Hackers spread Android spyware through Facebook using Fake profiles
Upon analyzing the scam, researchers quickly identified that the profiles used in the scam were fake, stolen images from real people and used without their knowledge or consent. The women lured the victim to click on the link and install the latest version of Kik Messenger app on their device in order to continue their “flirty conversations”.
Cryptojacking Attack Found on Los Angeles Times Website
Dispelling The Fantasy That Cybersecurity Is Sexy
In truth, security is about methodology and analytics. It requires patience and discipline. It’s about applying repeatable business processes to detect and mitigate threats and forever training ourselves to keep our eyes on the ball and ignore the noise, no matter how loud or seemingly exciting that noise is. This is an unfortunate reality for those of us who scrounge for a slice of that corporate budget by hook or by crook.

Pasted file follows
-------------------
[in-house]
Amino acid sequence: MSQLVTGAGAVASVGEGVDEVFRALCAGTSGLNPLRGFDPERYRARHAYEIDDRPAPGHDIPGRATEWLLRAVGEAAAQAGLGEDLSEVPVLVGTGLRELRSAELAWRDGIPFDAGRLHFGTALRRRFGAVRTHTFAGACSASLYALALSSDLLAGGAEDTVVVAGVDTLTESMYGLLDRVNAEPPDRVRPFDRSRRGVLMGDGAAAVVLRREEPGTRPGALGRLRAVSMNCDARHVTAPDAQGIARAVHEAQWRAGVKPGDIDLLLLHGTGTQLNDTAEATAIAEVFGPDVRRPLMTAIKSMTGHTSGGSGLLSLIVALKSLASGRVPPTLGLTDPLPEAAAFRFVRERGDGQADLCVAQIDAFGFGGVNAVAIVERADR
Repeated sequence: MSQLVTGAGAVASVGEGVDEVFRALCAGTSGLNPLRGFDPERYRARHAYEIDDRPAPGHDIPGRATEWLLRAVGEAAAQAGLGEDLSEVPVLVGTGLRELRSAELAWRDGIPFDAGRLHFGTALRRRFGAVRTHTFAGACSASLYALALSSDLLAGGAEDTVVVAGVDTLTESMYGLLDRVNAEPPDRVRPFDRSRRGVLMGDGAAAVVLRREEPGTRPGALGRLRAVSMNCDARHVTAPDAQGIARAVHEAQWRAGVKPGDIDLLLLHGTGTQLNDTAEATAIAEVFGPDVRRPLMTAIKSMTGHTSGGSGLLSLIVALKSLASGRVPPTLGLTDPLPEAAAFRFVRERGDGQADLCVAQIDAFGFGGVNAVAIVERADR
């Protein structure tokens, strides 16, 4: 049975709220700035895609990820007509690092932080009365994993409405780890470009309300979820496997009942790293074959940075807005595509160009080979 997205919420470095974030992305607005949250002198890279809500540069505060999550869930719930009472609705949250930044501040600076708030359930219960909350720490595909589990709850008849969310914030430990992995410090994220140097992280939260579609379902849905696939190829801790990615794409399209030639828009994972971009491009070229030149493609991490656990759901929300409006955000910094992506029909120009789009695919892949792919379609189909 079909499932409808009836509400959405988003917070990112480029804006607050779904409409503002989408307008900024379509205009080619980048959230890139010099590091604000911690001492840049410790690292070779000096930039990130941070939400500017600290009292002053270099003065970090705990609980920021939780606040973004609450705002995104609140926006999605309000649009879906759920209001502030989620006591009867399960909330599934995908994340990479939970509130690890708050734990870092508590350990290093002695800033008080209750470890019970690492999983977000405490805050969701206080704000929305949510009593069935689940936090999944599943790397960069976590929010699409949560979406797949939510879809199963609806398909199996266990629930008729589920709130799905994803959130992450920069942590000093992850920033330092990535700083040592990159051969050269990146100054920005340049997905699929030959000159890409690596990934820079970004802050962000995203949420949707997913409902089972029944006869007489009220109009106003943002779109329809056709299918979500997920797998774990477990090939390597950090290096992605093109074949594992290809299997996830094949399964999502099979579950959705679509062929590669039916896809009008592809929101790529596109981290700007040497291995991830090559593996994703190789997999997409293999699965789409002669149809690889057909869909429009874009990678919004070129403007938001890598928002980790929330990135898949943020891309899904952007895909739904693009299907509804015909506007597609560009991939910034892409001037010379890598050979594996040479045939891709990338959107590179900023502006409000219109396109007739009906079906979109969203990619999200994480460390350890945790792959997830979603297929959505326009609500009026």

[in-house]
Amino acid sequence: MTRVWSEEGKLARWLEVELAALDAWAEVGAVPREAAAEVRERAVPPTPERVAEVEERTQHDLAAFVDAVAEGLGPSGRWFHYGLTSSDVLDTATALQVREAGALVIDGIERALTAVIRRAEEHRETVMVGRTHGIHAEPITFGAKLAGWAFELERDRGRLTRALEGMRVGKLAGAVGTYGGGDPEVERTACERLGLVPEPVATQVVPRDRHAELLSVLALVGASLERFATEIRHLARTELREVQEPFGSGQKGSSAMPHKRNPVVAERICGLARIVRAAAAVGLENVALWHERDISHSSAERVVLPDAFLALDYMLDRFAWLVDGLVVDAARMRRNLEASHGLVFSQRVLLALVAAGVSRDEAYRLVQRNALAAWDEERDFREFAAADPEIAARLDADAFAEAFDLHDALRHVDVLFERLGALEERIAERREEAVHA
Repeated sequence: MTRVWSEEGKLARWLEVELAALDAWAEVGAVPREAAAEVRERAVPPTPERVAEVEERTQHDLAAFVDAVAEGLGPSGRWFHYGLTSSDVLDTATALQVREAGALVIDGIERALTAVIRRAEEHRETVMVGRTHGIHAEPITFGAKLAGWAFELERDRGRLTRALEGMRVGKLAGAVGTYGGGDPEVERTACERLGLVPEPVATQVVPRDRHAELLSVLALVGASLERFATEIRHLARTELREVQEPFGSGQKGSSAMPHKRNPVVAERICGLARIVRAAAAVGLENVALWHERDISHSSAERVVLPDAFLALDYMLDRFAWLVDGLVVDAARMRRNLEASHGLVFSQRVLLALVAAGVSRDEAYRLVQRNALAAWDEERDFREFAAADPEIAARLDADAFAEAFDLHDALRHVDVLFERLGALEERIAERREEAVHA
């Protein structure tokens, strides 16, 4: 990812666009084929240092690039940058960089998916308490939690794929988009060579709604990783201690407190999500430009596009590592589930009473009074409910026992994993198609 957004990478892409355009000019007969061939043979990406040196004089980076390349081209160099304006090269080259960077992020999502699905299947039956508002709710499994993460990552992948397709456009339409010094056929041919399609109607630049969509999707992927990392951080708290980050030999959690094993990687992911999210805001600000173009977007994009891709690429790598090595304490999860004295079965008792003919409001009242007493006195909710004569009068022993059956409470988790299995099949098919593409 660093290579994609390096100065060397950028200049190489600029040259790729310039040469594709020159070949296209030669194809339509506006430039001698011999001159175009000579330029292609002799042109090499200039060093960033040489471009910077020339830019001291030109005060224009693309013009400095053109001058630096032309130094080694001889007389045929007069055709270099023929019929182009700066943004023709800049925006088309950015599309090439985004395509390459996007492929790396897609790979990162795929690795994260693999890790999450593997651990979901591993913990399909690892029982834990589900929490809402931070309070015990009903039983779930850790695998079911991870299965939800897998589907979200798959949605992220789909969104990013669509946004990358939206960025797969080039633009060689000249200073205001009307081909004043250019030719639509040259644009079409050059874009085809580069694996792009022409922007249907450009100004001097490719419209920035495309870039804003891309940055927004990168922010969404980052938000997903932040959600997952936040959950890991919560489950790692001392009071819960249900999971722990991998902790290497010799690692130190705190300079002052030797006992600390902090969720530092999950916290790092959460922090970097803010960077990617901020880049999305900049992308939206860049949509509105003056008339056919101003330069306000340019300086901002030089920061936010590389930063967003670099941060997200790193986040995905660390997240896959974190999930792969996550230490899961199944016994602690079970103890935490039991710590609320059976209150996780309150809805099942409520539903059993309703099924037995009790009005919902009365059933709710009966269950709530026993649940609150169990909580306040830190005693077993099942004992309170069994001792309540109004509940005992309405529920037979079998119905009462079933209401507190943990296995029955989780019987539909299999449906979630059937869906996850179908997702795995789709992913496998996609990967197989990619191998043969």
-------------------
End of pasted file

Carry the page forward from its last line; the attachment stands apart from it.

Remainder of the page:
Bad news: 43% of login attempts ‘malicious’ Good news: Er, umm…
“Credential abuse” is an increasingly popular line of attack, thanks in large part to the readily availability of huge user/password databases that has been stolen and are sold online. Akamai identifies two main types of such attacks: “bursty, high-speed login attempts” to break into people’s accounts, and “low and slow attempts to avoid apprehension by spreading login tries across longer time periods,” again to gain unauthorized access to profiles and systems.